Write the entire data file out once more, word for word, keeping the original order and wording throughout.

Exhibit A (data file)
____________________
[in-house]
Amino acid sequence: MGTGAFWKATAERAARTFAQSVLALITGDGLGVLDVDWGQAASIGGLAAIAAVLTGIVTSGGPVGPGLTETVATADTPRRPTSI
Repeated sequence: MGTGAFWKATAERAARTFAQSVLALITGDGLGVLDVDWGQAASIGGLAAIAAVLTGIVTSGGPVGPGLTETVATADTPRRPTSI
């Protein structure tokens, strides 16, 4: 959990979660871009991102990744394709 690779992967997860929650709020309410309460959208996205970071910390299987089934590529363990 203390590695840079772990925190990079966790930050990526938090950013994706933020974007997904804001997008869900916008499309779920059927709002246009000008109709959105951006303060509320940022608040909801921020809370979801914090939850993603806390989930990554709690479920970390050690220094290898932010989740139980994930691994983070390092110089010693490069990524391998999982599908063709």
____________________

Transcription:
[in-house]
Amino acid sequence: MGTGAFWKATAERAARTFAQSVLALITGDGLGVLDVDWGQAASIGGLAAIAAVLTGIVTSGGPVGPGLTETVATADTPRRPTSI
Repeated sequence: MGTGAFWKATAERAARTFAQSVLALITGDGLGVLDVDWGQAASIGGLAAIAAVLTGIVTSGGPVGPGLTETVATADTPRRPTSI
């Protein structure tokens, strides 16, 4: 959990979660871009991102990744394709 690779992967997860929650709020309410309460959208996205970071910390299987089934590529363990 203390590695840079772990925190990079966790930050990526938090950013994706933020974007997904804001997008869900916008499309779920059927709002246009000008109709959105951006303060509320940022608040909801921020809370979801914090939850993603806390989930990554709690479920970390050690220094290898932010989740139980994930691994983070390092110089010693490069990524391998999982599908063709």